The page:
I’ve alluded to phased bosses a few times, but I haven’t gone in-depth about it. A phased combat encounter is any encounter with multiple stages as part of the same fight. These stages must be mechanically distinct; a knight who becomes wary of attacks of opportunity isn’t entering a new phase, but a knight who switches to a heavy weapon or descends from horseback may be. The stages must all occur in the same encounter, but they don’t necessarily have to include the same monsters or even the same battlefield. As long as you compress multiple thematically-linked fights into one combat without a significant break between them, you probably have a phased encounter.
Despite the prevalence of phased bosses in other media, D&D doesn’t have a lot of information about doing it. I think that’s because it makes the math really hard. D&D balances encounter difficulty based on Challenge Rating math or an XP budget, and phased encounters don’t interact nicely with either. If you give your players an encounter with a 200-XP phase and a 300-XP phase, it’s harder than giving them two encounters because they don’t have the rest in between, but it’s easier than one 500-XP encounter because they’re not dealing with it all at once. D&D doesn’t like taking carefully-crafted mechanisms and adding a rule that says “and then you just wing it, we guess”, so there’s little literature on phased encounters. And that’s a shame, because good phased fights are among the most flavorful, exciting, and interesting fights you can give your players. Continue reading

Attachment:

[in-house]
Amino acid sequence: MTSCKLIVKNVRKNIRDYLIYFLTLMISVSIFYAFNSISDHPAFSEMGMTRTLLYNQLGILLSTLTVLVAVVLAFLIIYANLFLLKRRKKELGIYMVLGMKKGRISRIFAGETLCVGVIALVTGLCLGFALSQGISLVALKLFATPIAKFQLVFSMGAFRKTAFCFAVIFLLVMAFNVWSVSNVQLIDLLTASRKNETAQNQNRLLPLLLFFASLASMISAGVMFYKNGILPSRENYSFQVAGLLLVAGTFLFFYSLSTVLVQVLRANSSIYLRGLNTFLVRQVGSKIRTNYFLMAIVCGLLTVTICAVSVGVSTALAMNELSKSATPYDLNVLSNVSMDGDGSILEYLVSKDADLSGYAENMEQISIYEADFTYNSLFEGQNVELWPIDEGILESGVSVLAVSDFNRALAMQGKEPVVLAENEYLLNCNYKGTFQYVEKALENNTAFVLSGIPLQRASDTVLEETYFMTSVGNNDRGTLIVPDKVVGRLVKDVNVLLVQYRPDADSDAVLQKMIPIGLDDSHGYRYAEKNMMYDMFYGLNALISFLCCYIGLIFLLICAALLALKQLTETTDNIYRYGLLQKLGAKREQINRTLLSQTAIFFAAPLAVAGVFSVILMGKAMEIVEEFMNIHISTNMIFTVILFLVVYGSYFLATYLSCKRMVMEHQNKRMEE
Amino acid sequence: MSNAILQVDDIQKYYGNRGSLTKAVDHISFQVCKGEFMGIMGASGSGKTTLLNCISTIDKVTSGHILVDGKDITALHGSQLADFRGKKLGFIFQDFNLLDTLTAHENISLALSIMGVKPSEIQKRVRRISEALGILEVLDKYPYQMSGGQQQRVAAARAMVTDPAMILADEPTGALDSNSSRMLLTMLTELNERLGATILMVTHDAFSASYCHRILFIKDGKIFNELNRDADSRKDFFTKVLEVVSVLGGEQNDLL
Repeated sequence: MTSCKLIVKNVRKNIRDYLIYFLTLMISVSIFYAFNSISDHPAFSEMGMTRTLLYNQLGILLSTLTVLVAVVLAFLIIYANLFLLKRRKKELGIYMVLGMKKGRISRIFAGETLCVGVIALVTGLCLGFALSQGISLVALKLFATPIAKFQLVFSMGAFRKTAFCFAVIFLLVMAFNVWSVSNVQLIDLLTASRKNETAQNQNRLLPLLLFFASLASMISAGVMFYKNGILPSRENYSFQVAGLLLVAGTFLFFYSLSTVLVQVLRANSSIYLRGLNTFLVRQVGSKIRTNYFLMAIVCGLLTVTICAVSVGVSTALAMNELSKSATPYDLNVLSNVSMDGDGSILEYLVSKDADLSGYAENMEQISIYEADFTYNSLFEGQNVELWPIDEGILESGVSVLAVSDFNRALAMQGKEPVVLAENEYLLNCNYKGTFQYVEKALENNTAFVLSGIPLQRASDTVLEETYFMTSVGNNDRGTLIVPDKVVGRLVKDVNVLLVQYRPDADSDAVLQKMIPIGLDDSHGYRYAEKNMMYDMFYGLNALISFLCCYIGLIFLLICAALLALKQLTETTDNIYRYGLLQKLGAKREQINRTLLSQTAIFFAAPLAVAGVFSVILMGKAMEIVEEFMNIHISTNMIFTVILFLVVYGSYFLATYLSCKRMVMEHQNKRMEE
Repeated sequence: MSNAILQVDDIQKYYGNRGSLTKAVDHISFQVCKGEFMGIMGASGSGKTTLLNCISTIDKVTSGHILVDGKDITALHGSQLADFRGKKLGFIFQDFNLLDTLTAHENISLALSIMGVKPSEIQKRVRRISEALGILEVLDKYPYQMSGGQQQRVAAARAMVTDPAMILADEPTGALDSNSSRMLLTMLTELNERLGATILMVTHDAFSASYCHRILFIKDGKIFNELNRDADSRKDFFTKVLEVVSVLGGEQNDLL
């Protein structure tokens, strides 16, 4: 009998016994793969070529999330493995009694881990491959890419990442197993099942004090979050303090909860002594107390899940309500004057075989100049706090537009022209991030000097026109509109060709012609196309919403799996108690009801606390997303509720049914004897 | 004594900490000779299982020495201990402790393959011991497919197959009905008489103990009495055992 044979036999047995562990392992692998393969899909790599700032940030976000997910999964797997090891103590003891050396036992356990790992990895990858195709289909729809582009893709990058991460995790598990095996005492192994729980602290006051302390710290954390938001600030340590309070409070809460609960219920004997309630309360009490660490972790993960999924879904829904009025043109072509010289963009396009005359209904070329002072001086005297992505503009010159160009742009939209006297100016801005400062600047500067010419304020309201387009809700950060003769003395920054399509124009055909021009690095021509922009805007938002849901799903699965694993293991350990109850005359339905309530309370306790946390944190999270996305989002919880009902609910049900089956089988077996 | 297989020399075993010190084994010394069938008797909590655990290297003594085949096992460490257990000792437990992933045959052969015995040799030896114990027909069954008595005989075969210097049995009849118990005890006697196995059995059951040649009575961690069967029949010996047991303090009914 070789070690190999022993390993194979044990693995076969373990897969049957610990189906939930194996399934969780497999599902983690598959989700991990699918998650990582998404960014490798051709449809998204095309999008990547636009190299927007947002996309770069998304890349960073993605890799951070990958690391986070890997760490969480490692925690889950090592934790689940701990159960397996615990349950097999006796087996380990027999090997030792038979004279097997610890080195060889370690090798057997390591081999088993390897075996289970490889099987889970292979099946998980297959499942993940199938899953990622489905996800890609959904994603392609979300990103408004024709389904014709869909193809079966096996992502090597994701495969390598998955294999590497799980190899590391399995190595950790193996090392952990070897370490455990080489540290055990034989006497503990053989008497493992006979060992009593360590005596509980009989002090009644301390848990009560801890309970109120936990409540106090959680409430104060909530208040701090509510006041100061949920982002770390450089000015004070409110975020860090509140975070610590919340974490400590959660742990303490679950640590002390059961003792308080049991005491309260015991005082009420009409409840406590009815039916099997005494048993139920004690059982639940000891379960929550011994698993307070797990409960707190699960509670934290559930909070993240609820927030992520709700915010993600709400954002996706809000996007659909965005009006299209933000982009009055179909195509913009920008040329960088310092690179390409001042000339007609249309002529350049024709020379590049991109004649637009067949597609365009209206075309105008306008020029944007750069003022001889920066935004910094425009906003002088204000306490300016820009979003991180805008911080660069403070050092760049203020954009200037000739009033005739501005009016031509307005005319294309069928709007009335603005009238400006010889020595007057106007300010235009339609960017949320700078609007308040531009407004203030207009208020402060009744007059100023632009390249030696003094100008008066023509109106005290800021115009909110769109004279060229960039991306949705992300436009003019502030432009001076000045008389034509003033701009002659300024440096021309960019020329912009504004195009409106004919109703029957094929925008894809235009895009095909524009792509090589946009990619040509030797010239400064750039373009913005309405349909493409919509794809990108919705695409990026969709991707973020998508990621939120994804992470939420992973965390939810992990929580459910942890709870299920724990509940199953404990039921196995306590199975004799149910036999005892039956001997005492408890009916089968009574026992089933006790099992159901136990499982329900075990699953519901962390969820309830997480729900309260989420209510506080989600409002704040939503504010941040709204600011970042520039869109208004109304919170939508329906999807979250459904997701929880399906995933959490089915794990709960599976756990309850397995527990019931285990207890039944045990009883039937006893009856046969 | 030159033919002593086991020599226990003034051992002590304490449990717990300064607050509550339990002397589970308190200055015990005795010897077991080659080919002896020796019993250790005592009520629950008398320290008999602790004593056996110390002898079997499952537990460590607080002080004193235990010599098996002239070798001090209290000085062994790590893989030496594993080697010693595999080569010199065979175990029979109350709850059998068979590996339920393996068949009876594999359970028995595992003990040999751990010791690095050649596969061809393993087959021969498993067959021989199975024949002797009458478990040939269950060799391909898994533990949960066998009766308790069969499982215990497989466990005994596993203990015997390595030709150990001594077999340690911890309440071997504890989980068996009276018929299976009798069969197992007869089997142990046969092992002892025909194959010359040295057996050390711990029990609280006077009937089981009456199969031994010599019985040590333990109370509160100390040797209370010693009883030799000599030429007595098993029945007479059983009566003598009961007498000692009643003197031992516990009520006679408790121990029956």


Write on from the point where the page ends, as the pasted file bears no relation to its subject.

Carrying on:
This post is the reason I’ve been avoiding writing about boss monsters for so long. While I’ve run hundreds (literally hundreds) of sessions in 3E/Pathfinder and 4E, my 5E experience is much more limited. I wasn’t sure I had the experience with 5E to offer such blanket advice. But now that I’ve delved deeper into it and done some research, 5E isn’t that imposing. It doesn’t work like other editions, but that’s why we need guidelines for it.
The trick about balancing boss encounters in 5E is to use some of the things about higher-Challenge creatures without using the creatures themselves. As we’ll see, the way 5E handles the stats that scale with Challenge means it obliterates parties who fight higher-Challenge monsters, and the experience point values are really more useful measures than the Challenges themselves. For example, a Challenge 1 creature is not for L1 parties. By the experience point budget, it’s a deadly encounter not suitable for everyday use. It’s a bit of a rude awakening for DMs used to earlier editions where 1 = 1. Boss monsters aren’t just high-Challenge creatures, and they aren’t high-Challenge versions of low-Challenge creatures. Instead, boss monsters are monsters who imitate some, but not all, of the traits of higher-Challenge creatures. We need to figure out which ones to take and how to apply them. Continue reading
Posted in DMing
Tagged D&D 5E